Beirette SL 300

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The Beirette SL 300 was made by the East German company Woldemar Beier KG in Freital from 1970 well into 1980s, being one of the more advanced cameras of the SL System.

The SL 300 is an elegant viewfinder compact camera built to a fairly typical Beirette philosophy. It is equipped with the Albada type viewfinder and the E. Ludwig Meritar 45 mm 1:2.9 or 1:2.8 lens, a coated simple triplet with front cell focusing. The Priomat everset leaf shutter offers just three speeds - 1/30 s, 1/60 s and 1/125 s - plus B setting. Aperture is controlled with a convenient ribbed black plastic ring around the lens base, while shutter speed with a narrow plastic or metal ring at the front of the lens.

The camera is equipped with weather symbols helping in exposure setting. Shutter speed is to be set accordingly to the film speed (from 1/30 s for 25-30 ASA to 1/125 s for 100-125 ASA), while aperture appropriately for lighting conditions, from 1:16 (bright sun) to 1:5,6 (dark clouds).

The SL 300 uses standard 35 mm perforated film loaded in a spool-less SL-System cassette and takes 12 pictures of the 24x36 mm size on the SL film. The film is not rewound, but passed from one cassette into another. The film is advanced with a convenient slider on the camera back, coupled with double exposure safety blocking the shutter release button until the film is advanced for the next shot. The shutter release button is located on the body front, next to the lens, and - as with other Beirette models with the Priomat - needs a little bit of attention when pressed, to avoid camera shake. Cable release thread is placed fairly unusually - at the bottom of the shutter release button. The camera is fitted with a hot shoe for flash sync, while models with the 1:2.9 lens generally offer also a PC socket on the lens body.[1] An electronic flash can be synchronized at any shutter speed, while an X type flashbulb at 1/30 s only.

A simpler model of the SL 300 is called the Beirette SL 200. Both cameras are nearly identical, differences are in minor details only. The SL 200 offers a narrow metal aperture setting ring without weather symbols (while the fixed lens base is usually made of black plastic, resembling the SL 300 aperture ring) and is equipped with a cheaper reversed Galilean viewfinder instead of the Albada one. Early SL 200 are also fitted with an ingenious flash exposure calculator located at the bottom of the aperture setting ring. One just needs to set the shooting distance (values marked in red on the aperture ring) against the flash guide number (values marked in black on the lens body) to obtain the correct aperture.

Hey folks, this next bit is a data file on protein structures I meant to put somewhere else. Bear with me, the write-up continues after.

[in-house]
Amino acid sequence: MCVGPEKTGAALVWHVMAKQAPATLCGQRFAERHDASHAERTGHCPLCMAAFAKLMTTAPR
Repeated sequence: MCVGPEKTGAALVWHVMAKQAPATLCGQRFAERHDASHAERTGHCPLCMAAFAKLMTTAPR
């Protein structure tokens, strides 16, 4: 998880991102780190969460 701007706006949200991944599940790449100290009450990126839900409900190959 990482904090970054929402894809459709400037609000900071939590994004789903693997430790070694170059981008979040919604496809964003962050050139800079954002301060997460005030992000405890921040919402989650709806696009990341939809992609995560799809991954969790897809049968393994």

Both the SL 200 and SL 300 were apparently produced in three basic versions (in chronological order):

  • With bare metal body front, metal covered body sides, Meritar 45 mm 1:2.9 lens, Priomat shutter with PC socket and with manually reset frame counter - made from 1970 to 1972;
  • With body front partially covered with leatherette, body sides made of plastic, Meritar 45 mm 1:2.9 lens, Priomat shutter with PC socket and with automatically reset frame counter - made in 1972 or from 1972 to mid 1970s;
  • As the 2nd version but with Meritar 45 mm 1:2.8 lens and Priomat shutter without PC socket;[2]

There are also examples differing with some other details, e.g. with depth of field scale replaced by a translucent plastic ring, with style of the shutter speed and aperture rings etc., as well as transitional variants, mixing features of two different versions.


  • Film type: SL
  • Frame size: 24x36 mm
  • Lens: E. Ludwig Meritar 45 mm 1:2.9, later 1:2.8
  • Angle of view: 51 degrees
  • Shutter speeds: 1/30 s, 1/60 s, 1/125 s and B
  • Aperture range: 1:2,9 (1:2.8) - 1:22
  • Exposure range: 8 - 16 EV
  • Minimal focusing distance: 0,6 m
  • Flash sync with electronic flash: full
  • Flash sync with flash bulbs: 1/30 s
  • Film advance: manual
  • Tripod thread: 1/4"
  • Dimensions: ?
  • Weight: 280 g


  1. Most commonly encountered cameras have got 1:2.9 lens with PC socket or 1:2.8 lens without PC socket. On the other hand, an example of SL 200 with 1:2.8 lens with PC socket is known to Camera-wiki editor Grzesio, while cameras with 1:2.9 lens without PC socket were depicted in the original manual in 1972.
  2. According to this version was made already from 1972. Nevertheless, it seems that examples of the 2nd version (with leatherette and Meritar 45 mm 1:2.9 plus PC socket) are far too numerous to be transitional models made in or around 1972 only - they are still presented by an advertisement leaflet from 1975.


  • Büttner G.: SL-System; VEB Fotokinoverlag, Leipzig, 1975.


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